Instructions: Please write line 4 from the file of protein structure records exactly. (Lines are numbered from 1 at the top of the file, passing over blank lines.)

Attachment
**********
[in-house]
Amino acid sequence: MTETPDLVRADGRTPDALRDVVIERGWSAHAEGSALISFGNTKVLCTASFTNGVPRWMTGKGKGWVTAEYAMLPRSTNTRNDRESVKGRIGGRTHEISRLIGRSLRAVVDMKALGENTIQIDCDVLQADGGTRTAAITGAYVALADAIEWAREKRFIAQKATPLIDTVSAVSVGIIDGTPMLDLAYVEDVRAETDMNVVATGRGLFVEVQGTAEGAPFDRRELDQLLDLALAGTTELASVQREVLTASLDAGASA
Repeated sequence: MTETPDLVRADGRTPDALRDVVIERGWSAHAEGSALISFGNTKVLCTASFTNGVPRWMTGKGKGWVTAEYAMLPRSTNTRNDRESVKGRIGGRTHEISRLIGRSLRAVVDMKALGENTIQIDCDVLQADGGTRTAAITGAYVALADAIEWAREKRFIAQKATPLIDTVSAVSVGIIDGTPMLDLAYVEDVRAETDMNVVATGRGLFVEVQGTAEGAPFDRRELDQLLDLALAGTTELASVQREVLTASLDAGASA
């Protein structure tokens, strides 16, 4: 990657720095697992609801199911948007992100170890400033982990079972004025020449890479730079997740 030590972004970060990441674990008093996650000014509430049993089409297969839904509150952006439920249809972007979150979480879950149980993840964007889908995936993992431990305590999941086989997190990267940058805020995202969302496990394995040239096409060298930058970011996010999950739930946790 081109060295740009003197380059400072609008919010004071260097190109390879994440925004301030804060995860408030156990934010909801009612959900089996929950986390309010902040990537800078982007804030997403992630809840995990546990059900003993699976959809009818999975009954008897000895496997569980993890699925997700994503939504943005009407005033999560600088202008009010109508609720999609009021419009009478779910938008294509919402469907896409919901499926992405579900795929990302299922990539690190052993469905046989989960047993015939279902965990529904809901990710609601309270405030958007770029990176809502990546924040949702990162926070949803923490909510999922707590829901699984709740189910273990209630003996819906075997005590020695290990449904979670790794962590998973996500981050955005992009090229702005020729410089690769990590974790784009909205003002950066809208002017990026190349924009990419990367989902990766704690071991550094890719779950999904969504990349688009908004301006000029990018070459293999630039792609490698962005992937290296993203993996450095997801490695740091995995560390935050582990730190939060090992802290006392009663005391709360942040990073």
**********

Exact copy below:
């Protein structure tokens, strides 16, 4: 990657720095697992609801199911948007992100170890400033982990079972004025020449890479730079997740 030590972004970060990441674990008093996650000014509430049993089409297969839904509150952006439920249809972007979150979480879950149980993840964007889908995936993992431990305590999941086989997190990267940058805020995202969302496990394995040239096409060298930058970011996010999950739930946790 081109060295740009003197380059400072609008919010004071260097190109390879994440925004301030804060995860408030156990934010909801009612959900089996929950986390309010902040990537800078982007804030997403992630809840995990546990059900003993699976959809009818999975009954008897000895496997569980993890699925997700994503939504943005009407005033999560600088202008009010109508609720999609009021419009009478779910938008294509919402469907896409919901499926992405579900795929990302299922990539690190052993469905046989989960047993015939279902965990529904809901990710609601309270405030958007770029990176809502990546924040949702990162926070949803923490909510999922707590829901699984709740189910273990209630003996819906075997005590020695290990449904979670790794962590998973996500981050955005992009090229702005020729410089690769990590974790784009909205003002950066809208002017990026190349924009990419990367989902990766704690071991550094890719779950999904969504990349688009908004301006000029990018070459293999630039792609490698962005992937290296993203993996450095997801490695740091995995560390935050582990730190939060090992802290006392009663005391709360942040990073």